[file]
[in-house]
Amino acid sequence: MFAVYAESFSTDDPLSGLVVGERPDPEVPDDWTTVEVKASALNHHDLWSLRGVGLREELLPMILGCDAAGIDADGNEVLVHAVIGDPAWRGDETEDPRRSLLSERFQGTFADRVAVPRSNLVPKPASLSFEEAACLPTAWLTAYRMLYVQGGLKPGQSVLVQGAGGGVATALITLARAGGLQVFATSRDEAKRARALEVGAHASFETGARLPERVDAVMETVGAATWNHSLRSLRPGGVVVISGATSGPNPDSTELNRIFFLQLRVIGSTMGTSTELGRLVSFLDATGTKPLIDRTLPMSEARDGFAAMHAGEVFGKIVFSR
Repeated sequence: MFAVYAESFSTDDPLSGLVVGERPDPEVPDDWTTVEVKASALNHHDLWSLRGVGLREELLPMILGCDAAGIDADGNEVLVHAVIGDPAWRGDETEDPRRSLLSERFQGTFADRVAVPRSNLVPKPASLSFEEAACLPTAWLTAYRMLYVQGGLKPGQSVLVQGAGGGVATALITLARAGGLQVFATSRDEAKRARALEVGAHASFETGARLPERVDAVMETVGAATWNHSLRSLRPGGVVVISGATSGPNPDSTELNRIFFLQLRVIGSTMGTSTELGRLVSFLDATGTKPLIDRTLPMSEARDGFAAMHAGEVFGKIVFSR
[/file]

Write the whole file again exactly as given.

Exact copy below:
[in-house]
Amino acid sequence: MFAVYAESFSTDDPLSGLVVGERPDPEVPDDWTTVEVKASALNHHDLWSLRGVGLREELLPMILGCDAAGIDADGNEVLVHAVIGDPAWRGDETEDPRRSLLSERFQGTFADRVAVPRSNLVPKPASLSFEEAACLPTAWLTAYRMLYVQGGLKPGQSVLVQGAGGGVATALITLARAGGLQVFATSRDEAKRARALEVGAHASFETGARLPERVDAVMETVGAATWNHSLRSLRPGGVVVISGATSGPNPDSTELNRIFFLQLRVIGSTMGTSTELGRLVSFLDATGTKPLIDRTLPMSEARDGFAAMHAGEVFGKIVFSR
Repeated sequence: MFAVYAESFSTDDPLSGLVVGERPDPEVPDDWTTVEVKASALNHHDLWSLRGVGLREELLPMILGCDAAGIDADGNEVLVHAVIGDPAWRGDETEDPRRSLLSERFQGTFADRVAVPRSNLVPKPASLSFEEAACLPTAWLTAYRMLYVQGGLKPGQSVLVQGAGGGVATALITLARAGGLQVFATSRDEAKRARALEVGAHASFETGARLPERVDAVMETVGAATWNHSLRSLRPGGVVVISGATSGPNPDSTELNRIFFLQLRVIGSTMGTSTELGRLVSFLDATGTKPLIDRTLPMSEARDGFAAMHAGEVFGKIVFSR